[11:20:04] I had constituents down that still decided to attend even though they didn't really know what they were attending since it was no longer a Super Bowl celebration, so we move on from here.

I take issue with the fact that we somehow turned it into a dispute over whether players should be allowed to kneel during the national anthem or not because as you rightly pointed out, the Eagles handled themselves throughout the year on a very touchy, political subject with a great degree of professionalism and so time to move on, I guess.

BOLDUAN: But who is -- well, you can say it's time to move on, but sources are telling CNN that the president is not going to move on. He will continue -- he sees this as a winning issue. I want to ask you about that, but on this point the president made a big deal about who is playing politics here. He thinks the eagles are playing politics. Who do you think are playing politics?

COSTELLO: Well, I think I don't know the circumstances surrounding when the Eagles agreed to come and when they decided that they were not coming. So, I'll reserve judgment on that. I do think the president just the way he went about doing it was playing politics.

As to your other point, I actually tent to agree that the president doubling down on kneeling during the national anthem being a sign of disrespect probably is good politics. I don't think that you should kneel during the national anthem.

I understand it's an exercise free speech, but I don't find it appropriate. I think the NFL policy that if you can't stand during the national anthem in the locker room is the appropriate thing. Some people don't like me saying that but I --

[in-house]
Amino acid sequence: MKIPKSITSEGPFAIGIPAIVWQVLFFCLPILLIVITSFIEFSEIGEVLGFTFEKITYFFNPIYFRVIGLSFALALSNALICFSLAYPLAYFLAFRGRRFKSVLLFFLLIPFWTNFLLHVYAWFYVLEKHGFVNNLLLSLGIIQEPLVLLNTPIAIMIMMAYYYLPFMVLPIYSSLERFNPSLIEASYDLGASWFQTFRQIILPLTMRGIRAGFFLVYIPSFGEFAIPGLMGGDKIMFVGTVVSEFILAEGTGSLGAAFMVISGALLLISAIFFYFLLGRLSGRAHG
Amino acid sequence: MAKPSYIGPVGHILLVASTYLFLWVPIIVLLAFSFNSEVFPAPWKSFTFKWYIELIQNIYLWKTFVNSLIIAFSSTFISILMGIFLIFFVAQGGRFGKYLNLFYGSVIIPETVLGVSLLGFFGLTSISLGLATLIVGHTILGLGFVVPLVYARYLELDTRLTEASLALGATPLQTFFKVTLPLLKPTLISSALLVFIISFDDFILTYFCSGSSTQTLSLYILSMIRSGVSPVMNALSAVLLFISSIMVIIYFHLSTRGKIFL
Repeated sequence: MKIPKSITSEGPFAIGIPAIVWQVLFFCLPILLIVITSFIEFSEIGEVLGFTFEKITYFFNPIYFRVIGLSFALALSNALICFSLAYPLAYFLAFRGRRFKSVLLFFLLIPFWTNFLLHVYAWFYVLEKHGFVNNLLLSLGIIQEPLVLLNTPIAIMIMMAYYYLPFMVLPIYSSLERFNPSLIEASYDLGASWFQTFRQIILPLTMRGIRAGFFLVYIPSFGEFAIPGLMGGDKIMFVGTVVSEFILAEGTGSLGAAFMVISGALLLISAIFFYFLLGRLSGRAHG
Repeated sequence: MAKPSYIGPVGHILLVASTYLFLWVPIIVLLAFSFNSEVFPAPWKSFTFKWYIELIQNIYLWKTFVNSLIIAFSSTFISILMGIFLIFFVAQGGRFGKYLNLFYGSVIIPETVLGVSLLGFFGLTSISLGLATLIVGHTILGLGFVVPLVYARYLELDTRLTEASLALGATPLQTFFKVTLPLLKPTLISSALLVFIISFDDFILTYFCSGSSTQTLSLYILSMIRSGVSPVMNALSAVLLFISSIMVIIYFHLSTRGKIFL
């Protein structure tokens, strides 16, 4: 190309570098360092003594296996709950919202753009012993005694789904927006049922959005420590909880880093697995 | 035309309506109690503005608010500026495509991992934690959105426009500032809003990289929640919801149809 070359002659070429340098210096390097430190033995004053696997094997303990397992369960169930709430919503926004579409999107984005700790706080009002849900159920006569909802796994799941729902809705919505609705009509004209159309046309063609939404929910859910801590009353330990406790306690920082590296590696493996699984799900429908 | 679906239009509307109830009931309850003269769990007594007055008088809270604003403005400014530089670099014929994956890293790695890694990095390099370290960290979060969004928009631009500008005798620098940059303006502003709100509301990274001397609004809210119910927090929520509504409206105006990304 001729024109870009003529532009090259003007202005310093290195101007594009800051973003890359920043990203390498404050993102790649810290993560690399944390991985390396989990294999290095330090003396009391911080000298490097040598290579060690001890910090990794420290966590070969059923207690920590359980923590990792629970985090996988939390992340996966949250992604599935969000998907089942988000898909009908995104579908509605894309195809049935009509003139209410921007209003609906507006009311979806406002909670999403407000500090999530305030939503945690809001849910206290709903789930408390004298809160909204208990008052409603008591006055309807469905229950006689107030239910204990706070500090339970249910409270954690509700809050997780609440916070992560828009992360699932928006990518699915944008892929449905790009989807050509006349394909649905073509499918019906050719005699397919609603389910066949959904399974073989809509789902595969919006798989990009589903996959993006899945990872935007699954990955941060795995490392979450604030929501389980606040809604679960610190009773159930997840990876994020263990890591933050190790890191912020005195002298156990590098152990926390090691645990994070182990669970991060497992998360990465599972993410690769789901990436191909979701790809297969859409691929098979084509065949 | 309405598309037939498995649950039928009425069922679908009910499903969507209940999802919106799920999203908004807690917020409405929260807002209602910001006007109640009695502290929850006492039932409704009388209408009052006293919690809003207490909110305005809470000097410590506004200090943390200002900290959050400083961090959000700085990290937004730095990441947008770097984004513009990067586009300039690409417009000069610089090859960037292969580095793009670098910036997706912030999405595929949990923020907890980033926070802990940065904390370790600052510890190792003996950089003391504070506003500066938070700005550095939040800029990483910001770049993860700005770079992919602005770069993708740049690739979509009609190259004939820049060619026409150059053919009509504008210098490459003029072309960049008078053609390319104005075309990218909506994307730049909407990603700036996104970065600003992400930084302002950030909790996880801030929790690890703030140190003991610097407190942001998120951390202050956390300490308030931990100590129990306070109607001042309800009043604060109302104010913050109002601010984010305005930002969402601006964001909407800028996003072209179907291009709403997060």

BOLDUAN: The president won't even like you saying it, and the president is even going after folks who wait in the locker room.

COSTELLO: The president always doesn't like what I have to say.

BOLDUAN: That is a very fair point. Do you think it might be fair politics? Do you think that the Republicans should be running on?

COSTELLO: No. We should be running on the fact that we have 3.8 percent unemployment. We have more job openings than we do folks looking for work. I think the tax cuts are working. I think that there are a tremendous number of economic indicators that point that our economy is moving in the right direction. You're starting to see wage growth increase. That's really the message.

BOLDUAN: Well, let's see if the president sticks to your advice on what the message should be. You are retiring and one of the reasons that you've cited about your retirement is a general frustration -- it's frustration with the president.

But also, the fact that Republicans will ask questions ad nauseam at every turn about the president and here's a reason why lawmakers face questions about the president at every turn because he's now -- there's now a split between it seems Speaker Ryan and Donald Trump.